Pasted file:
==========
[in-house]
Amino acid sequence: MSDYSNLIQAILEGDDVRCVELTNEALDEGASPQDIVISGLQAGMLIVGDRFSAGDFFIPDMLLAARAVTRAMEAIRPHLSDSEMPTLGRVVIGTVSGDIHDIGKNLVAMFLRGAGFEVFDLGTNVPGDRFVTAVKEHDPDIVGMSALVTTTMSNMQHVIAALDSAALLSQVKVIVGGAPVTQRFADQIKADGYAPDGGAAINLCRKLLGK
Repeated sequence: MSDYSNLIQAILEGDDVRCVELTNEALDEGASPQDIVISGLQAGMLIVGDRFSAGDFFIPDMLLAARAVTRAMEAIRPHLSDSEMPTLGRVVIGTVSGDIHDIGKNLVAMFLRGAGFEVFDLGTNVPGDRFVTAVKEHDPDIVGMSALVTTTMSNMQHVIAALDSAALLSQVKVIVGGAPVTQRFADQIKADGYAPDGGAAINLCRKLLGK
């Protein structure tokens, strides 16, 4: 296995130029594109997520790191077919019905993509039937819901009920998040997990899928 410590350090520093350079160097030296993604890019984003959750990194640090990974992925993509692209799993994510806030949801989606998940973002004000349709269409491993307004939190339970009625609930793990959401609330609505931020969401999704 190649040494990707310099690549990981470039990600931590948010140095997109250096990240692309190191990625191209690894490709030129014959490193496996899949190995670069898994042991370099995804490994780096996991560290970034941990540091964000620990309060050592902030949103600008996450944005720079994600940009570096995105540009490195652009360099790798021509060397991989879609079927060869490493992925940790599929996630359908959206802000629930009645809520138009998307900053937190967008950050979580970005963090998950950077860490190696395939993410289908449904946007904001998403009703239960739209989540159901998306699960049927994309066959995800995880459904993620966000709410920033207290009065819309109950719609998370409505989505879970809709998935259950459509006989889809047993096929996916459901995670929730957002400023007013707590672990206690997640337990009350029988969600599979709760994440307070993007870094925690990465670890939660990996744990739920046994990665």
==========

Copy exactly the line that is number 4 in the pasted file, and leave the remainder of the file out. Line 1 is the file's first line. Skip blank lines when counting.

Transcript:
């Protein structure tokens, strides 16, 4: 296995130029594109997520790191077919019905993509039937819901009920998040997990899928 410590350090520093350079160097030296993604890019984003959750990194640090990974992925993509692209799993994510806030949801989606998940973002004000349709269409491993307004939190339970009625609930793990959401609330609505931020969401999704 190649040494990707310099690549990981470039990600931590948010140095997109250096990240692309190191990625191209690894490709030129014959490193496996899949190995670069898994042991370099995804490994780096996991560290970034941990540091964000620990309060050592902030949103600008996450944005720079994600940009570096995105540009490195652009360099790798021509060397991989879609079927060869490493992925940790599929996630359908959206802000629930009645809520138009998307900053937190967008950050979580970005963090998950950077860490190696395939993410289908449904946007904001998403009703239960739209989540159901998306699960049927994309066959995800995880459904993620966000709410920033207290009065819309109950719609998370409505989505879970809709998935259950459509006989889809047993096929996916459901995670929730957002400023007013707590672990206690997640337990009350029988969600599979709760994440307070993007870094925690990465670890939660990996744990739920046994990665």